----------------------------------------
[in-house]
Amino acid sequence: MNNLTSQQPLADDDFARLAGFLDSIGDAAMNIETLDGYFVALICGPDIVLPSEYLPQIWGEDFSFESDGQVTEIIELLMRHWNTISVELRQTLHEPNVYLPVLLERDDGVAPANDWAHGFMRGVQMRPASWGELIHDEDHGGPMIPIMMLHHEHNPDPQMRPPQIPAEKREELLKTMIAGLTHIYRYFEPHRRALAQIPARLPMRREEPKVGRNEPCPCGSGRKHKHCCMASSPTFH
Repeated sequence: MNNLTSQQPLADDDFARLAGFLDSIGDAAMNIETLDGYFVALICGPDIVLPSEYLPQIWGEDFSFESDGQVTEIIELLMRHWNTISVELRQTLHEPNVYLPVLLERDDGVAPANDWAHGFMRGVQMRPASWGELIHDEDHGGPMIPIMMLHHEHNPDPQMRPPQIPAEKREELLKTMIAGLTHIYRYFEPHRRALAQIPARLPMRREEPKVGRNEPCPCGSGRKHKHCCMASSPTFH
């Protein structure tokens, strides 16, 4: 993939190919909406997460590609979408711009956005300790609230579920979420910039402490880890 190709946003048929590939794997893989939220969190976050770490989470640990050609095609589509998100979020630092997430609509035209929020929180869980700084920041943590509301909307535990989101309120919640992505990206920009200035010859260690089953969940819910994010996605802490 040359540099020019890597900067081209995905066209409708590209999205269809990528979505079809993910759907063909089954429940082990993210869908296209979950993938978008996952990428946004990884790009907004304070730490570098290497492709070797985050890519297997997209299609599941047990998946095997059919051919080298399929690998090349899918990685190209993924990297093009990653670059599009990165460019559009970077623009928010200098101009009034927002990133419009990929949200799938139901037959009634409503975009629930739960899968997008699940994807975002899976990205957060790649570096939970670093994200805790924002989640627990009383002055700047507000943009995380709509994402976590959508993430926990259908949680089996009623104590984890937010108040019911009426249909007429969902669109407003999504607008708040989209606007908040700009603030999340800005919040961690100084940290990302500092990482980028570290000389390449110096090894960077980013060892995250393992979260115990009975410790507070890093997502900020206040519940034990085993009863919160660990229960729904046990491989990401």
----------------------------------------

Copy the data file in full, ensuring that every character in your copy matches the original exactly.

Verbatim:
[in-house]
Amino acid sequence: MNNLTSQQPLADDDFARLAGFLDSIGDAAMNIETLDGYFVALICGPDIVLPSEYLPQIWGEDFSFESDGQVTEIIELLMRHWNTISVELRQTLHEPNVYLPVLLERDDGVAPANDWAHGFMRGVQMRPASWGELIHDEDHGGPMIPIMMLHHEHNPDPQMRPPQIPAEKREELLKTMIAGLTHIYRYFEPHRRALAQIPARLPMRREEPKVGRNEPCPCGSGRKHKHCCMASSPTFH
Repeated sequence: MNNLTSQQPLADDDFARLAGFLDSIGDAAMNIETLDGYFVALICGPDIVLPSEYLPQIWGEDFSFESDGQVTEIIELLMRHWNTISVELRQTLHEPNVYLPVLLERDDGVAPANDWAHGFMRGVQMRPASWGELIHDEDHGGPMIPIMMLHHEHNPDPQMRPPQIPAEKREELLKTMIAGLTHIYRYFEPHRRALAQIPARLPMRREEPKVGRNEPCPCGSGRKHKHCCMASSPTFH
């Protein structure tokens, strides 16, 4: 993939190919909406997460590609979408711009956005300790609230579920979420910039402490880890 190709946003048929590939794997893989939220969190976050770490989470640990050609095609589509998100979020630092997430609509035209929020929180869980700084920041943590509301909307535990989101309120919640992505990206920009200035010859260690089953969940819910994010996605802490 040359540099020019890597900067081209995905066209409708590209999205269809990528979505079809993910759907063909089954429940082990993210869908296209979950993938978008996952990428946004990884790009907004304070730490570098290497492709070797985050890519297997997209299609599941047990998946095997059919051919080298399929690998090349899918990685190209993924990297093009990653670059599009990165460019559009970077623009928010200098101009009034927002990133419009990929949200799938139901037959009634409503975009629930739960899968997008699940994807975002899976990205957060790649570096939970670093994200805790924002989640627990009383002055700047507000943009995380709509994402976590959508993430926990259908949680089996009623104590984890937010108040019911009426249909007429969902669109407003999504607008708040989209606007908040700009603030999340800005919040961690100084940290990302500092990482980028570290000389390449110096090894960077980013060892995250393992979260115990009975410790507070890093997502900020206040519940034990085993009863919160660990229960729904046990491989990401």